Even when providing exceptional customer support is your top priority, difficult situations still happen. Here are some tricky customer support scenarios you may come across and our best advice for handling them with ease.
You and your customers have the same goals. They want the best possible experience with your company, and you want to give it to them.
But any customer support agent is bound to run into trouble delivering that experience sometimes.
That’s why we put together this guide–we want to equip you with the best strategies for managing difficult support scenarios with ease.
When you have systems in place to deal with common support problems, you’ll be ready to turn any situation into an awesome support experience.
1. Vague support queries
While you spend all day thinking and talking about your company, your customer doesn’t necessarily have the same insider knowledge or jargon. You know every use case, every feature and every Easter egg, but your customers just want your product to work.
This means that you may have to ask some strategic questions and do a little translating to determine what problem they’re having, especially if you have a technical product.
Their version of the bug report might pinpoint a couple of possible problems, but it’s very likely that you won’t have enough information to resolve the issue in 3 minutes.
The best way to deal with vague support queries is to ask a clarifying question, like “Are you experiencing the bug on desktop or mobile?” Otherwise, you risk giving your customer the wrong answer and increasing their frustration without solving their problem.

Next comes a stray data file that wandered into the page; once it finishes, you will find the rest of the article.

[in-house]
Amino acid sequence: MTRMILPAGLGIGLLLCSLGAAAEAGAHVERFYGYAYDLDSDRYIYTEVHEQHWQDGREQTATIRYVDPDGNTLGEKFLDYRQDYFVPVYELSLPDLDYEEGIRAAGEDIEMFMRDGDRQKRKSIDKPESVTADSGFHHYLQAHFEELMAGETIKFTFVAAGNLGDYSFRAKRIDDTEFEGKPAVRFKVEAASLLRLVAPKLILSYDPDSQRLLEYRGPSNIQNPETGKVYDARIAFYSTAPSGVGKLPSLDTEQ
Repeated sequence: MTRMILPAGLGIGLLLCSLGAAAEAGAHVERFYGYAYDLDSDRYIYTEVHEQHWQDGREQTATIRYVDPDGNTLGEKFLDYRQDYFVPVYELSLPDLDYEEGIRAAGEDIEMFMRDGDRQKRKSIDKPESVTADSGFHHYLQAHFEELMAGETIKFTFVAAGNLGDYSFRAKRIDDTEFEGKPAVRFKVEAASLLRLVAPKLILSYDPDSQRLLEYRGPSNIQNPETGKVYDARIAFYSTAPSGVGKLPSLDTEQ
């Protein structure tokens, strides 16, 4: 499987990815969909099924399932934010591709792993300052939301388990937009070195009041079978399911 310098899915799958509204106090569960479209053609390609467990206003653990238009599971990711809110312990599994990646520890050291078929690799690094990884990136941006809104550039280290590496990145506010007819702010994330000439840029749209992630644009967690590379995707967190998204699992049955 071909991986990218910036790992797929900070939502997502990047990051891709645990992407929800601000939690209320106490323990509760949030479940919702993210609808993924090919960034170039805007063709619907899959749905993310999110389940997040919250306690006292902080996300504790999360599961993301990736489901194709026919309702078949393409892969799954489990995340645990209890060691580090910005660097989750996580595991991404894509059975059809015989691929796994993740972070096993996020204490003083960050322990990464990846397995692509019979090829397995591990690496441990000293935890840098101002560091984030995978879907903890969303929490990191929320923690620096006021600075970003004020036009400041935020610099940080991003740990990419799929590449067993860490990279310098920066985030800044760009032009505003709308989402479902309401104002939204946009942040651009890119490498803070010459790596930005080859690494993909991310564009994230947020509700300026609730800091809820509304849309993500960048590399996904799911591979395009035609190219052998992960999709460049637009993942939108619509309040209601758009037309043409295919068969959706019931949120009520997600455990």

Check out their screen
Asking clarifying questions is always helpful, but sometimes it’s still difficult to determine the issue a customer is experiencing. If a bug is hidden within multi-step processes, your customer could get exhausted with all the back-and-forth and decide to give up.
Using a screen-sharing service allows you to see the exact issue your customer is experiencing, helping you solve the problem–with minimal explanation.
Customer experience tool FullStory gives you a live window into your user’s sessions so you can see exactly what individual users are seeing without making them go through the extra effort of taking multiple screenshots.
Your trained eye can tell them exactly where to click or you can gather the information needed to report a bug to your development team.
One Fintech company saw their tickets solved with a single response jump from 50% to 88% once they had the ability to see their customers’ screens. The clarity of a visual representation eliminates blind guesswork and decreases the amount of effort your customers have to put in to take advantage of your support services.
2. Negative feedback on social media
Just because someone dashes off an angry tweet doesn’t mean they’re a bad person, it’s a natural reaction. When people are frustrated they tend to lose their filters, increasing the likelihood that they might leave a less than friendly response.
But trying to explain the situation to a frustrated customer by getting defensive will just make them angrier. Ensure that they know you’re listening to their frustration with a positive, swift, and understanding response.
Whole Foods Market respond to this viral customer complaint by letting everyone know “We hear you” and promising to remedy the problem.
If you find yourself in a similar situation don’t delete the negative comments–as this will make the customer even more frustrated.
Take the conversation offline
If you can’t reply to a customer complaint with a quick “We fixed it! Sorry for the inconvenience!” message you should begin by acknowledging the issue publicly and then moving the conversation to an email or phone call. This will show the customer that resolving the issue is a top priority and you’re willing to go out of your way to help them.
You want to hear the details of your customers’ complaint so that you can fix the issue, but you also don’t want to broadcast those details to your entire Facebook following either.